The East African Community (EAC) member states have been urged to create a readily accessible regional market for leather products and a conducive business environment to promote regional value addition in the leather sector.
This came out at the EAC Regional Leather Forum convened by the East African Business Council brought together over 40 Industry champions in the leather manufacturing from Burundi, Kenya, Rwanda, South Sudan, Tanzania and Uganda.
According to World Bank Kenya Leather Industry – Diagnosis, Strategy and Action Plan, Leather and Leather products among the most widely traded agro-based commodities in the world, with a global estimated trade value of over US$ 150 billion a year, more than five times that of coffee. Despite owning about 15 per cent of the world’s cattle population, Africa accounts for only 8 per cent of the world production of cattle hides and 4 per cent of world leather production.
In a statement released by EABC, the EAC Deputy Secretary General Productive and Social Sectors Mr Christophe Bazivamo, represented by Mr. Jean Baptiste Havugimana , EAC Director Productive Sectors said “the EAC Secretariat and the Partner States have prioritized the development of the Leather Sector Value Chain for job creation and as a means of providing affordable, new and quality options for leather products to the citizens.”
The 19th Ordinary Summit held in February 2018 in Kampala, directed the Council to put in place mechanisms that support leather manufacturing in the region. The EAC Secretariat is currently finalizing the development of a regional EAC Leather and Leather Products Strategy (2019 – 2029).
In his remarks Hon. Peter Mathuki, EABC CEO said,” Leather is one of the flagship sectors of the EAC, there is a need for continuous and collective advocacy to ensure effective implementation of the regional EAC Leather and Leather Products Strategy (2019 – 2029).” He urged leather industry players to embark on the formation of the regional leather association in close partnership with the EABC.
Ms. Beatrice Mwasi, Secretary General Kenya Leather Apex Society urged EAC leather industry to be more innovative, improve branding and urged the EAC Partner States to offer incentives for value addition in the leather sector.
Among challenges facing the leather sector include lack of defined standards, poor quality infrastructure of tanneries and abbotoirs, illicit trade, insufficient supply of chemicals, equipment and accessories used in leather, import levy on leather inputs by some Partner States, policy incoherence and uncontrolled imports of leather.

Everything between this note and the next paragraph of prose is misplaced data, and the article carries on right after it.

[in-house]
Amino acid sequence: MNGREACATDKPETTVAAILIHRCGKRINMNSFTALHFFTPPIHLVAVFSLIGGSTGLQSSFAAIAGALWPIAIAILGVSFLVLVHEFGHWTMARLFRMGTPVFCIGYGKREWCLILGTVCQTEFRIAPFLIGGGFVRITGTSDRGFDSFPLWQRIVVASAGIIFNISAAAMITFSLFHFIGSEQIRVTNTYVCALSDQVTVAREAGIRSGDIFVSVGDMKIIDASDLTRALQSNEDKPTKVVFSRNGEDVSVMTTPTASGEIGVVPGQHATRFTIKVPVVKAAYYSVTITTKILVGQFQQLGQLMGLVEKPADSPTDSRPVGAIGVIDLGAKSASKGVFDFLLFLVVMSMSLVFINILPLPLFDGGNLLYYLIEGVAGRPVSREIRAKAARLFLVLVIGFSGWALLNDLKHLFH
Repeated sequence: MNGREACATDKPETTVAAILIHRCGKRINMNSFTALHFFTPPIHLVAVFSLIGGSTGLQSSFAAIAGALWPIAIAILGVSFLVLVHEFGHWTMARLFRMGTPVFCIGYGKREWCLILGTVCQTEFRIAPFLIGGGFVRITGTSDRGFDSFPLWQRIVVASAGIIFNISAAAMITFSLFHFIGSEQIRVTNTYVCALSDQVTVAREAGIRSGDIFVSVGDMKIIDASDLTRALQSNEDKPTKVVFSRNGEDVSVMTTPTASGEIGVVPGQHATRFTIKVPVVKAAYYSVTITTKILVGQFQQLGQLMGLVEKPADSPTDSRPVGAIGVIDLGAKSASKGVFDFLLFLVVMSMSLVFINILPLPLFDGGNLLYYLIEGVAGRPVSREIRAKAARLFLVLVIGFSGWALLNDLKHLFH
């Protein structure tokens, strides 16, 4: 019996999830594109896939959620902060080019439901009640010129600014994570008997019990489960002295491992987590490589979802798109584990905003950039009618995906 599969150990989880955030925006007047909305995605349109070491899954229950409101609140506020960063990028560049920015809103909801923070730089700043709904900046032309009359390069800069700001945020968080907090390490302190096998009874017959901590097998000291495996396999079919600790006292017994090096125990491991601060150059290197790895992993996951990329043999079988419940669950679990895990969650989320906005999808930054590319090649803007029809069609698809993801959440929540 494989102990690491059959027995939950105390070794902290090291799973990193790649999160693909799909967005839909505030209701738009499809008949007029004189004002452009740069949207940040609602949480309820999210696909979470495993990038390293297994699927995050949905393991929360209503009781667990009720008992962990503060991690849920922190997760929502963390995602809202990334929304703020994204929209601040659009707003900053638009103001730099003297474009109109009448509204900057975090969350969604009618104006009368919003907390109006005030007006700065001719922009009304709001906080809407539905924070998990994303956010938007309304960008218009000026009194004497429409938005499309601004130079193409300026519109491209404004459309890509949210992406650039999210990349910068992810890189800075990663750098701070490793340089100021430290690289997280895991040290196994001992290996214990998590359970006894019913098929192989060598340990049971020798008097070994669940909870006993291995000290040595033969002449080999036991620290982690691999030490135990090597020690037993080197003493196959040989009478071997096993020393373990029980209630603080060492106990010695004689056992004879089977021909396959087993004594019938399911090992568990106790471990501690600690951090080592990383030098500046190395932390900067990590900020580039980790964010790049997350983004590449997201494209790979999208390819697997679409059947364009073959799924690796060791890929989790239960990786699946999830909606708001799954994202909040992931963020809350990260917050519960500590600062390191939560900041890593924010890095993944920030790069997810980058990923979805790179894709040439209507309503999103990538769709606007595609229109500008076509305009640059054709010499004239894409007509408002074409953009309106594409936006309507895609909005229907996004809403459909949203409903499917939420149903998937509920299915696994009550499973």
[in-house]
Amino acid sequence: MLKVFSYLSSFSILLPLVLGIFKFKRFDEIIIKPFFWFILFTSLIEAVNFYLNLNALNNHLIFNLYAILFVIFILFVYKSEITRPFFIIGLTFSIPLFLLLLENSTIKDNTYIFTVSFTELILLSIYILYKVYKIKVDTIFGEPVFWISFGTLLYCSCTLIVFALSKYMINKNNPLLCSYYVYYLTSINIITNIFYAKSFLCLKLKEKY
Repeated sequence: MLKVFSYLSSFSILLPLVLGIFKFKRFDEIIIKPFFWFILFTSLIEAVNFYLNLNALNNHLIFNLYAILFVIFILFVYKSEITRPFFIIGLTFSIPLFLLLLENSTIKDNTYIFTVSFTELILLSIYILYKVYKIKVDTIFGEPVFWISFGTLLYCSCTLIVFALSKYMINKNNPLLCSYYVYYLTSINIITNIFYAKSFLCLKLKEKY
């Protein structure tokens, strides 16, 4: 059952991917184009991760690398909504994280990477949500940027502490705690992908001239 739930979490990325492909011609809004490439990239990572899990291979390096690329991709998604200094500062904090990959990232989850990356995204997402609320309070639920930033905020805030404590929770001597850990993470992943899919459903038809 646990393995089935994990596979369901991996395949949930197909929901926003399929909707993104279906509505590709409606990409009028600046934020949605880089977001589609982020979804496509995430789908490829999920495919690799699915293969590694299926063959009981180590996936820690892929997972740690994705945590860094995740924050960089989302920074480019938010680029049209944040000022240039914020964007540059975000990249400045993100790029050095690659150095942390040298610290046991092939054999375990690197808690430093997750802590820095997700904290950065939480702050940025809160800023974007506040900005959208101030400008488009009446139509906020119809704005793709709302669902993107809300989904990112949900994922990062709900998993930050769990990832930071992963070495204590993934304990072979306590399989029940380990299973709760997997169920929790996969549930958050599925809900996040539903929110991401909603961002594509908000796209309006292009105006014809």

The industrialists urged for zero rate of imported inputs used in the leather industry, establishment of structures to implement policies. They also called upon member states to collectively and gradually phase-out second hand leather shoes , poor quality leather products in the region, skills development, amendment of outdated policies, business cooperation, promotion of export diversification, curbing value leakage and also reinvigorating the potential of the leather industry in creating jobs, income generation and alleviation of poverty.
Regional leather strategy
“The government to should fast track implementation of regional leather strategy, be the first consumer of leather products and ease trading of leather products among the EAC Partner State,” said Hon Peter Mathuki, EABC CEO.
The forum charted out appropriate recommendations on regional policy matters as espoused by the Summit and called for a coherent and robust marketing strategy, good manufacturing practices, an enabling, predictable and stable business environment by collectively addressing governance issues, regulatory, market and information challenges which reduce incentives for private investments along the leather and leather products value chain.
The EAC Regional Leather Forum is organized by the East African Business Council (EABC) in collaboration with the EAC Secretariat and with the support of GIZ/GFA project on Socio-Economic Integration.
EABC has been at the forefront of lobbying for a favorable business environment within the EAC bloc. As such it recently called on the partner states to remove Non-tariff barriers in order to boost trade within the bloc.
EABC’s advocacy efforts successfully led to the establishment of a mechanism to monitor and report Non-Tariff Barriers in EAC, implementation of the EAC Consultative Dialogue Forum, signing of the East African Code of Conduct for Business, Harmonization of over than 150 product Standards, harmonization of work permits and reduction of fees for East African Citizens, signing of Mutual Recognition Agreements (MRA) for Architects, engineers and accountants, among others achievements.